Chem 338 Homework Set #5 solutions October 10, 2001 From Atkins: 5.2, 5.9, 5.12, 5.13, 5.15, 5.17, 5.21

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1 Chem 8 Homework Set #5 solutions October 10, 2001 From Atkins: 5.2, 5.9, 5.12, 5.1, 5.15, 5.17, ) The density of rhombic sulfur is g cm - and that of monoclinic sulfur is g cm -. Can the application of pressure be expected to make monoclinic sulfur more stable than rhombic sulfur? (See Exercise 5.1.) From 5.1, Gf ( S rho) = 00. kj / ; Gf ( S mono) = 0. kj / At constant T, G depends on p via: dg m = V m dp, hence as p increases, so does G in proportion to V m. The ar volume is related to the density by: MW Vm =, therefore, V ρ m 1 ρ ρ(rhom) > ρ (mono), hence V m (rhom) < V m (mono) so increasing the pressure will make the monclinic form less stable relative to the rhombic form rather than more stable. (i.e., G of the monoclinic form will increase faster than G of the rhombic form) 5.9) The standard ar entropy of rhombic sulfur is 1.80 J K -1-1 and that of mooclinic sulfur is 2.6 J K (a) Can an increase in temperature be expected to make monoclinic sulfur more stable than rhombic sulfur? (b) If so, at what temperature will the transition occur at 1 bar? (See Exercise 5.1) a) G m depends on temperature via: dg m = S m dt. Hence as T increases, G m decreases in proportion to S m. Since S m (mono) > S m (rhom), G m (mono) will decrease faster than that of the rhombic form, so eventually a suitable increase in temperature will make monoclinic sulfur more stable than the rhombic form.

2 b) Assuming the ar entropies are independent of temperature for the range of interest, G m = S m T At the transition, G m (rhom) = G m (mono) For G m relative to the G f of the rhombic form (i.e., the monoclinic form lies 0. kj/ above the rhombic form): G m (rhom) = 0. + G m (mono)( G m is the change in G m due to T) 0.0 S m (rhom)(t f 298) = 0. S m (mono)(t f -298) Solving for the final temperature: T f = 710 K 5.12) An open vessel containing (a) water, (b) benzene, (c) mercury stands in a laboratory measuring 6.0 m x 5. m x.2 m at 25ºC. What mass of each substance will be found in the air if there is no ventilation? (The vapor pressures are (a) 24 Torr, (b) 98 Torr, (c) 1.7 mtorr.) total volume of the room: (6.0 m)(5. m)(.2 m) = m 1 atm kpa a) p = 24 Torr = kpa 760 Torr 1 atm ( Pa ) ( m ) n = = es of water ( )( 298 K) g = 268 g = 2. 4 kg of water in the room s air b) p = 98 Torr which equals kpa ( Pa )( m ) n = = es of benzene ( )( 298 K) g = g = 42. kg

3 c) p = 1.7 mtorr which equals Pa ( Pa ) ( m ) n = = es of mercury ( )( 298 K) g = 187. g = 19. g 5.1) (a) Use the Clapeyron equation to estimate the slope of the solid-liquid phase boundary of water given that the enthalply of fusion is kj -1 and the densities of ice and water at 0ºC are and g cm -, respectively. (b) Estimate the pressure required to lower the melting point of ice by 1ºC. a) For the solid-liquid phase boundary: dp dt S = trans = Vtrans To determine V fus : H fus T Vfus f Vm () g / s = = cm / = m / g / cm Vm () g / l = = cm / = m / g / cm So, V m = ( ) x 10-6 = x 10-6 m / dp dt = = Pa/K 6 ( )( ) = 14.6 bar/k b) to change the equilibrium by 1 K (1ºC), p ~ 14.6 bar (definition of the slope)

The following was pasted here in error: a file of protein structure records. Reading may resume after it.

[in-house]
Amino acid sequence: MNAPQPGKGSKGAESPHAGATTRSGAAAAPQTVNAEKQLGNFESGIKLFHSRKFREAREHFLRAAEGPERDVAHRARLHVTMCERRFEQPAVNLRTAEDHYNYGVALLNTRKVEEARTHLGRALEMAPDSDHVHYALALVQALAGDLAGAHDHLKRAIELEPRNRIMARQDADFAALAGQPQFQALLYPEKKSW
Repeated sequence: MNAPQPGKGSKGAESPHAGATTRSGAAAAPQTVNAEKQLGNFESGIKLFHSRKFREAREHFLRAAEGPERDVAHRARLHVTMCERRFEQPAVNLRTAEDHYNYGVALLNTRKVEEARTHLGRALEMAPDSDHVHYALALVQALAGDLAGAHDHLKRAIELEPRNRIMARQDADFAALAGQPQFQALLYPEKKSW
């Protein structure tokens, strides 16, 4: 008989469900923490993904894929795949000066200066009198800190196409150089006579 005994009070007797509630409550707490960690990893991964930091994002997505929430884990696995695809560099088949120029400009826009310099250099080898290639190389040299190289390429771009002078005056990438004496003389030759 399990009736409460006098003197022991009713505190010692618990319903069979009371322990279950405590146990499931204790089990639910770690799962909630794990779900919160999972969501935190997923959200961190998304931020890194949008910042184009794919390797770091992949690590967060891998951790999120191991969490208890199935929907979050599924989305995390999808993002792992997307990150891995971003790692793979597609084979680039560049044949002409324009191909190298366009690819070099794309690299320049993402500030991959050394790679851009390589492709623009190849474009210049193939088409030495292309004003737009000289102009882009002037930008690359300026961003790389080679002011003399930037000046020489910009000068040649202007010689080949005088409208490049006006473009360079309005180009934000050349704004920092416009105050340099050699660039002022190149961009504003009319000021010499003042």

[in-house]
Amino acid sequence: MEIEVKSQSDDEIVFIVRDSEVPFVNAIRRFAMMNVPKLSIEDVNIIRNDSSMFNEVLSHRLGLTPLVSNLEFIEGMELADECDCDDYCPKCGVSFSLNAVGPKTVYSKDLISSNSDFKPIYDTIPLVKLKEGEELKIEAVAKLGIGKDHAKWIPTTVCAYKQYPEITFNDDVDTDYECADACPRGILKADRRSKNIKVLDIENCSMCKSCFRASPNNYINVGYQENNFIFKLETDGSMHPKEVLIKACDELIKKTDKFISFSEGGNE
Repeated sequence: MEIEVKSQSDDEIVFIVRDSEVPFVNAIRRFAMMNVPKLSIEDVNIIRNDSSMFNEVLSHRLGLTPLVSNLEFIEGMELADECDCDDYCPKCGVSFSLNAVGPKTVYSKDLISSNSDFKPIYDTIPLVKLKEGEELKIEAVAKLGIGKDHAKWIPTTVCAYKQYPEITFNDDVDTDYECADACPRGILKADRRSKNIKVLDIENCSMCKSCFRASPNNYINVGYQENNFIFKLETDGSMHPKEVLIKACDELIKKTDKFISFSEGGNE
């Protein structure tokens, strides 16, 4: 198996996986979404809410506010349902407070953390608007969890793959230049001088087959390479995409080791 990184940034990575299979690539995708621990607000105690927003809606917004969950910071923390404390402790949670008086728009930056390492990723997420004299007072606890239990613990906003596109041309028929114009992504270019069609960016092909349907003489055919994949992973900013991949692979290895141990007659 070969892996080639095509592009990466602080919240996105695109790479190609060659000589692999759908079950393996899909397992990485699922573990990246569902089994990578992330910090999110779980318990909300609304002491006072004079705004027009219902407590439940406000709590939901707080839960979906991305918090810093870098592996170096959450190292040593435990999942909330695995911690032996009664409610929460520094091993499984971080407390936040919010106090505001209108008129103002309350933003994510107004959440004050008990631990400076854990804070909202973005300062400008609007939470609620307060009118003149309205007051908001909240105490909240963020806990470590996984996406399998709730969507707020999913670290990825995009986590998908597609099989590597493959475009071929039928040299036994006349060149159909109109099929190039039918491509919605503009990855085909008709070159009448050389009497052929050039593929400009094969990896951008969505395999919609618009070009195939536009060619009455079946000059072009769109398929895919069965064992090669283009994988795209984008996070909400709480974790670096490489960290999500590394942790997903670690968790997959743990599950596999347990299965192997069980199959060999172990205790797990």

4 5.15) The vapor pressure of mercury at 20ºC is 160 mpa; what is its vapor pressure at 50ºC given that its enthalpy of vaporization is 59.0 kj -1? Using the integrated Clausius-Clapeyron eqn.: Hvap 1 1 ln p' = ln p+ R T T' = ln( ) = p' = 15. Pa 5.17) Estimate the boiling point of benzene given that its vapor pressure is 20 kpa at 5ºC and 50.0 kpa at 58.8ºC. 1st find H vap from the data using the integrated C-C equation: p R ln ' p Hvap = = 1 1 T T' 50 ( )ln 20 = 2744 J / The boiling point is defined as the temperature when the vapor pressure is equal to 1 atm or kpa : Solving for T and using one of the data points given: p' 1 R ln p T' = 1 T Hvap (. )ln = = 5 K

5 5.21) Use the phase diagram in Fig to state what would be observed when a sample of carbon dioxide, initially at 1.0 atm and 298 K, is subjected to the following cycle: (a) constant-pressure heating to 20 K, (b) isothermal compression to 100 atm, (c) constant-pressure cooling to 210 K, (d) isothermal decompression to 1.0 atm, (e) constant-pressure heating to 298 K. a) CO 2 is a gas at the initial conditions and as the gas heats at constant pressure, its ar volume increases b) it stays a gas during the isothermal compression, but its ar volume greatly decreases and it becomes very dense. Note that this final temperature and pressure are above the critical point, hence the gas is now supercritical. c) As the gas is cooled from 20 K it condenses to a liquid at the critical temperature, but without a discernable phase transition. No pause in the temperature drop would be observed if we were withdrawing heat at a constant rate. During this process the ar volume decreases. At about 220 K, we would observe a sharp liquid-solid phase transition with its accomanying pause in the temperature drop. The ar volume also will decrease as all of the liquid is converted into solid. At the final temperature, CO 2 is a solid. d) The ar volume slightly increases as we go from 100 atm to 1.0 atm at constant temperature. At a pressure of about 2 atm, a sharp phase transition would be observed as the solid sublimes directly to the gas phase. A large increase in the ar volume is observed. e) The gas expands slightly back to its original ar volume.

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